The Chronicle spoke with deGregory on Monday about what the performance means for public perceptions of black colleges. The interview has been edited for length and clarity.
Q. It’s a media freakout for people reacting to Beyoncé’s use of black imagery. What’s the big deal here?
A. For members of the HBCU community, it is a source of affirmation of all that we know and love about the HBCU experience. It’s a demonstration that popular culture, whether consciously or unconsciously, values the HBCU within a historical framework. It also makes the case for our contemporary relevance and is made easier when popular culture adopts expressions of our campus cultures.
Q. Who is the affirmation for? Is it affirmation for people who don’t know about these colleges, or those who don’t care and ignore HBCUs?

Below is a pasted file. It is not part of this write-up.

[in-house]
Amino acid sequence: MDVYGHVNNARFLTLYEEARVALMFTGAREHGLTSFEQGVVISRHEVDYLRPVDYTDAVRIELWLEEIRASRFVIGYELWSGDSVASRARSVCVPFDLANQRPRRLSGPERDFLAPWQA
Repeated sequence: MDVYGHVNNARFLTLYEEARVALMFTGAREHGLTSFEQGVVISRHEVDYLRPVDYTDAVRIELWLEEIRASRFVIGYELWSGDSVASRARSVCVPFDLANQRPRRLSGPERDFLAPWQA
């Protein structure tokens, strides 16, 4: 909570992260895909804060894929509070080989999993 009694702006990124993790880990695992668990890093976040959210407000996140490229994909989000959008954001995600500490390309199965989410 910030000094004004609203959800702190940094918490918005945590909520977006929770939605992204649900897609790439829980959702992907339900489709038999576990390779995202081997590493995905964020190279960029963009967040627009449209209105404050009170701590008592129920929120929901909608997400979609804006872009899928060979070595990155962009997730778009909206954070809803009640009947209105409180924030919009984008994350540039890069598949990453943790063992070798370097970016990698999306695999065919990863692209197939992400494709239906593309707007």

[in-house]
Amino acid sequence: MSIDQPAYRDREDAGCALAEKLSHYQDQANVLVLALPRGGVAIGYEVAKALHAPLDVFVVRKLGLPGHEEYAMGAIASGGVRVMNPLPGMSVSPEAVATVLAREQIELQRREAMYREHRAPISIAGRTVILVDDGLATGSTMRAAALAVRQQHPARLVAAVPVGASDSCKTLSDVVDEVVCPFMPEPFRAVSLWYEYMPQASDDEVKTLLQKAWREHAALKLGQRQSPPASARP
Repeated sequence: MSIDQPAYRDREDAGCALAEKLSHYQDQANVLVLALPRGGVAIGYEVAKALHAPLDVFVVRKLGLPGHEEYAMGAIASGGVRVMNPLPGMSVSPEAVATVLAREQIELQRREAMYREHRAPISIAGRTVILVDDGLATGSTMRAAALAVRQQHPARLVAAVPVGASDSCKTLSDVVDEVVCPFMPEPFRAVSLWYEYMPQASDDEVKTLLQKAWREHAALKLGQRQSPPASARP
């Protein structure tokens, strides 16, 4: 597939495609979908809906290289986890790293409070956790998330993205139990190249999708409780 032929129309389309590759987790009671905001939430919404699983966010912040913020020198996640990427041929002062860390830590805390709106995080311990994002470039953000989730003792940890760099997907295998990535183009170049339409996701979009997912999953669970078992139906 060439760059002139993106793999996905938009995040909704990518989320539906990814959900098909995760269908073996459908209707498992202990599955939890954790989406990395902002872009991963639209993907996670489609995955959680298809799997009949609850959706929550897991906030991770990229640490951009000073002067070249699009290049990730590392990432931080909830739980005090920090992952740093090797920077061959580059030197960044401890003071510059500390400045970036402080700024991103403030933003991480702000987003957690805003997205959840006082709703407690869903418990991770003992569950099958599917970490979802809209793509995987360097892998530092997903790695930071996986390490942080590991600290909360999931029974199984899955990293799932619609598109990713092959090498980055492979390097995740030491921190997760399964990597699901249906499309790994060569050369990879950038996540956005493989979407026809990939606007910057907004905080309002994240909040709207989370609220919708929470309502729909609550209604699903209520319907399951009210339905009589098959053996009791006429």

A. These expressions have been a part of HBCU culture for as long as they have existed, but until there’s an event in popular culture that signals some interest, we are not seen as popular culture. I think that is a fair assessment, given that we know Beyoncé grew up in a town [Houston] that is dominated by HBCU band culture. Her father is, of course, a historically black college and university graduate, having graduated from Fisk University, where he sat on the board. So it’s not as though she’s unfamiliar with black colleges.